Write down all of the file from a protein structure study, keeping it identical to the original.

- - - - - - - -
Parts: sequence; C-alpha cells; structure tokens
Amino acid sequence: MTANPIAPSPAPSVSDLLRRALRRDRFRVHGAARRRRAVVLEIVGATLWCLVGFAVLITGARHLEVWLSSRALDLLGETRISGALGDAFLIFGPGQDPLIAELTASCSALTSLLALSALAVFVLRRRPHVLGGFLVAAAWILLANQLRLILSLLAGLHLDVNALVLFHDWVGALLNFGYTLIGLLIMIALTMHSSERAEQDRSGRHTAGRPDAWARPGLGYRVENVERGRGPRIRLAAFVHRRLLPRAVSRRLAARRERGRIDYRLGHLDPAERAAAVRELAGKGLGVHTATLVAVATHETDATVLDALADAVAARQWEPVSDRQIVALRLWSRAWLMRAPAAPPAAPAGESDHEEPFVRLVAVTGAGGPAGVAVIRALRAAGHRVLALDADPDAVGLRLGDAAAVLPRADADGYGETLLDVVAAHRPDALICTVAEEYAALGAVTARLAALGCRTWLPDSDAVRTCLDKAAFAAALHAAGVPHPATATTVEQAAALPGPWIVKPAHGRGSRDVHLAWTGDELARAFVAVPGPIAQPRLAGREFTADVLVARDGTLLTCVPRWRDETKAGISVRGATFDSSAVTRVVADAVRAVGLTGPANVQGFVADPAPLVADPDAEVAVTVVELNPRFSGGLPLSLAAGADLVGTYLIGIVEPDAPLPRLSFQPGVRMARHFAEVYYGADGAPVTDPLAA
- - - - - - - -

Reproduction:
Parts: sequence; C-alpha cells; structure tokens
Amino acid sequence: MTANPIAPSPAPSVSDLLRRALRRDRFRVHGAARRRRAVVLEIVGATLWCLVGFAVLITGARHLEVWLSSRALDLLGETRISGALGDAFLIFGPGQDPLIAELTASCSALTSLLALSALAVFVLRRRPHVLGGFLVAAAWILLANQLRLILSLLAGLHLDVNALVLFHDWVGALLNFGYTLIGLLIMIALTMHSSERAEQDRSGRHTAGRPDAWARPGLGYRVENVERGRGPRIRLAAFVHRRLLPRAVSRRLAARRERGRIDYRLGHLDPAERAAAVRELAGKGLGVHTATLVAVATHETDATVLDALADAVAARQWEPVSDRQIVALRLWSRAWLMRAPAAPPAAPAGESDHEEPFVRLVAVTGAGGPAGVAVIRALRAAGHRVLALDADPDAVGLRLGDAAAVLPRADADGYGETLLDVVAAHRPDALICTVAEEYAALGAVTARLAALGCRTWLPDSDAVRTCLDKAAFAAALHAAGVPHPATATTVEQAAALPGPWIVKPAHGRGSRDVHLAWTGDELARAFVAVPGPIAQPRLAGREFTADVLVARDGTLLTCVPRWRDETKAGISVRGATFDSSAVTRVVADAVRAVGLTGPANVQGFVADPAPLVADPDAEVAVTVVELNPRFSGGLPLSLAAGADLVGTYLIGIVEPDAPLPRLSFQPGVRMARHFAEVYYGADGAPVTDPLAA